“Speak softly and carry a big stick,” Theodore Roosevelt once said.
Although this phrase was a take on foreign diplomacy, it would have been interesting to think that good ol’ Teddy had the modern sport of water hockey on his mind while he was championing it.
Not much can be spoken when underwater water, and a stick, whether big or small, is a stick nonetheless. As such, the sticks used by underwater hockey enthusiasts to bully lead pucks eight feet below and the players’ lack of audible communication mid-sport would have been enough to qualify these guys as Teddy’s type of athlete.
Contrary to public opinion, the sport of underwater hockey is not just “swimming” and “hockey” combined. Here is how it works: each team has ten players, six of whom are in play and another four who can substitute for players during the match. A puck, made from three pounds of solid lead is placed in the middle of the pool.
Once the starting signal is fired, players either hang back or swim in a mad dash towards the middle of the pool and dive below the surface with the help snorkeling gear and fins. Using a small curved stick, players are able to guide, block, steal or even shoot, or “flick,” the puck.
The ultimate purpose of the game is to get the puck into the opposing team’s gulley, a three meter-wide metal trough that is used as a goal. As with any sport, strategy is crucial—players can curl their entire bodies around the puck to block opponents and they can set up formations to move the puck forwards.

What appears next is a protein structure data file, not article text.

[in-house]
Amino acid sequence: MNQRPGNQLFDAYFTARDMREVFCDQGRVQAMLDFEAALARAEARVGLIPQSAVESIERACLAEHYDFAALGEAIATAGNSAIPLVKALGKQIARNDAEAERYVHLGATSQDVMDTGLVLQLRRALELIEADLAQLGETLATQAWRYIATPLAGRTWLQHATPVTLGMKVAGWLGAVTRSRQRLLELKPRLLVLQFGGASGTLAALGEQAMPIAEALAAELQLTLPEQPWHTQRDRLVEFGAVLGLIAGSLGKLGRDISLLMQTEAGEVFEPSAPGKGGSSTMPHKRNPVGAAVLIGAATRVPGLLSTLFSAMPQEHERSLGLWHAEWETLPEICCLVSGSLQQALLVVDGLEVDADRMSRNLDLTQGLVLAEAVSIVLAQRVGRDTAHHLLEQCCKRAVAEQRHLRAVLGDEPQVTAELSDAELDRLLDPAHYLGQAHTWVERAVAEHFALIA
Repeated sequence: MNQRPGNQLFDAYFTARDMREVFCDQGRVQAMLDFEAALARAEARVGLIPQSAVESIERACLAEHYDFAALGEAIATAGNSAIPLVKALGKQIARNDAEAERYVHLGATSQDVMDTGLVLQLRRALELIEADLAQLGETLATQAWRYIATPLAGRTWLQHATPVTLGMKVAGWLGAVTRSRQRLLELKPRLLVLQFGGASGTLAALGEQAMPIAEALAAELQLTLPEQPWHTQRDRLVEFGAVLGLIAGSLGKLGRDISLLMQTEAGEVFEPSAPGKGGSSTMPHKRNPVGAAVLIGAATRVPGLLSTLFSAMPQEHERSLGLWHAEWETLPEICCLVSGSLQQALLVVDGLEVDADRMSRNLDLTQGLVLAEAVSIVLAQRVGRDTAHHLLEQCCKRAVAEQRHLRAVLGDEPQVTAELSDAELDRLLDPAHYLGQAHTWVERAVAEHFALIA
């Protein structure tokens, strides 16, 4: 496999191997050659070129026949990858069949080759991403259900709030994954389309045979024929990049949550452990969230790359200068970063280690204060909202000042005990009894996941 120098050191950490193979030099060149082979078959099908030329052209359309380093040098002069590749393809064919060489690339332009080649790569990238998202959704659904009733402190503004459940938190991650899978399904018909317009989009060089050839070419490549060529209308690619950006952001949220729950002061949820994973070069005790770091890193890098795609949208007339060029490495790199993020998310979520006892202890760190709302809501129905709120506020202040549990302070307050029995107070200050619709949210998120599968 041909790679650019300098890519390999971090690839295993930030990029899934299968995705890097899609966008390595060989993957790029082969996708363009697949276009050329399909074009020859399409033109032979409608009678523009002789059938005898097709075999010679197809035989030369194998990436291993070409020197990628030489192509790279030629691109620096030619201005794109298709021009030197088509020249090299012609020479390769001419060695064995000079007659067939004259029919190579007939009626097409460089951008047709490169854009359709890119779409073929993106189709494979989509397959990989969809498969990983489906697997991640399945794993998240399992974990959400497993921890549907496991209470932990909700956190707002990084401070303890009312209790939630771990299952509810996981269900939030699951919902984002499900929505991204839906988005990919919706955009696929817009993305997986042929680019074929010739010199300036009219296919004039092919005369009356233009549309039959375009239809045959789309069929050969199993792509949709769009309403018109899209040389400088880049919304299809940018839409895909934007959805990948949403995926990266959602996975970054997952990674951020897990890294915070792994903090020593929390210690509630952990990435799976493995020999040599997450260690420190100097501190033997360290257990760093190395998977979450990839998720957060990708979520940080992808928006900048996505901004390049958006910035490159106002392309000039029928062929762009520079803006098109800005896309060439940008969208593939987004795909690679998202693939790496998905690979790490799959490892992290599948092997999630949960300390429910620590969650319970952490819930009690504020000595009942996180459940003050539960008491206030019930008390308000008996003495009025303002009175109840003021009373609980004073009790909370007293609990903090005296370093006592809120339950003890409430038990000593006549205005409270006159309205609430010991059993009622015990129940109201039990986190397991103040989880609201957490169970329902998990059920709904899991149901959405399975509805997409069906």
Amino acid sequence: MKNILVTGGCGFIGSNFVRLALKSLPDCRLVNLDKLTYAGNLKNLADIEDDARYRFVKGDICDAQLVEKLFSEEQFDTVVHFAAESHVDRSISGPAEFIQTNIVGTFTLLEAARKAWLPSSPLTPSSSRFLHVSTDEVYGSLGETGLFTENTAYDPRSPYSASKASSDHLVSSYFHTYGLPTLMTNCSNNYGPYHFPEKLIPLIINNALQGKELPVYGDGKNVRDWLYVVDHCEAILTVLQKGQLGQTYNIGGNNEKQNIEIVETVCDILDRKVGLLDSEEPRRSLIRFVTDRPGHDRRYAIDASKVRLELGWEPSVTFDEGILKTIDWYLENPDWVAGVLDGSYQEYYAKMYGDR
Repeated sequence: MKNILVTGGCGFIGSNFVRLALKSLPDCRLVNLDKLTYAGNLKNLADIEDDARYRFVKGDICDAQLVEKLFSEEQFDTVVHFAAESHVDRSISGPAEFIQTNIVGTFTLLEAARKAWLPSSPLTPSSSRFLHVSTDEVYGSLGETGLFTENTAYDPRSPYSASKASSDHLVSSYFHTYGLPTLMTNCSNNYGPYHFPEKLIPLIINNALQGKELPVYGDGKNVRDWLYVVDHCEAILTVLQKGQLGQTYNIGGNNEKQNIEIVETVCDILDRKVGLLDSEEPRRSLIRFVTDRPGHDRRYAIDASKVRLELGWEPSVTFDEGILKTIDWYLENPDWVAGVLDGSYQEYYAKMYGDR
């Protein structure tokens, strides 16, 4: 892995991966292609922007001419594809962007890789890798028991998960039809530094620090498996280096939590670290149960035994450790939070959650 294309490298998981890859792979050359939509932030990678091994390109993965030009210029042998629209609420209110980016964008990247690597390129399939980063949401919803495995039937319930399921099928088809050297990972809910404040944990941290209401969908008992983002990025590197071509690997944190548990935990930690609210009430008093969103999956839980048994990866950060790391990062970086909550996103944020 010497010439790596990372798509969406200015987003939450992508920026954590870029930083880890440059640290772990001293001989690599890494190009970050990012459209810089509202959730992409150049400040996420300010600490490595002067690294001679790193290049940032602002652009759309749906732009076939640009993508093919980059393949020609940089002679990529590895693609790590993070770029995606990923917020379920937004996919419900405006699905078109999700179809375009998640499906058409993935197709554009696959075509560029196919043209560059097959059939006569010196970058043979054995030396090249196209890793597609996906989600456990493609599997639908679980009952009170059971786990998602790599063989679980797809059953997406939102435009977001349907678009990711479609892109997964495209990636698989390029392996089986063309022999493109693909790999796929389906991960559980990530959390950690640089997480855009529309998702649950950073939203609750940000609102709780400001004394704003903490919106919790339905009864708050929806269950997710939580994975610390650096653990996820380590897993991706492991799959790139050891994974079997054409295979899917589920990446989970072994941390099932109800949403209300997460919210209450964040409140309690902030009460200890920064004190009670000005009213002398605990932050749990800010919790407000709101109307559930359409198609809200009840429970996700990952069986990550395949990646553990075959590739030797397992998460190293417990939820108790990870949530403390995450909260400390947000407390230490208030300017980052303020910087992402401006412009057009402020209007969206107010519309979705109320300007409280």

Underwater hockey players also need to consider the three-dimensional nature of the playing field and they must be able to predict when teammates need to go back up for air in order to keep continuous play. Although underwater hockey is limited-contact, the sport is still competitive and rigorous.
At the moment, underwater hockey is popular in countries such as France and New Zealand, but the sport is gradually growing in the U.S., and even at Tech.
The Swordfish Underwater Hockey club, which practices at the CRC, recently took 5th in the B Division of the U.S. Underwater Hockey Nationals, and the team plans to compete in the A division soon. They are also hosting a tournament this year, and they plan on establishing another team at Emory as well.
So why do the members love the sport so much? Current president of Swordfish, Ricky Mehta, wrapped it up in four words.
“It’s unique and fun,” Mehta said.
Although there is a bit of a learning curve, just being able to keep up with the pace of the game is engrossing and exciting.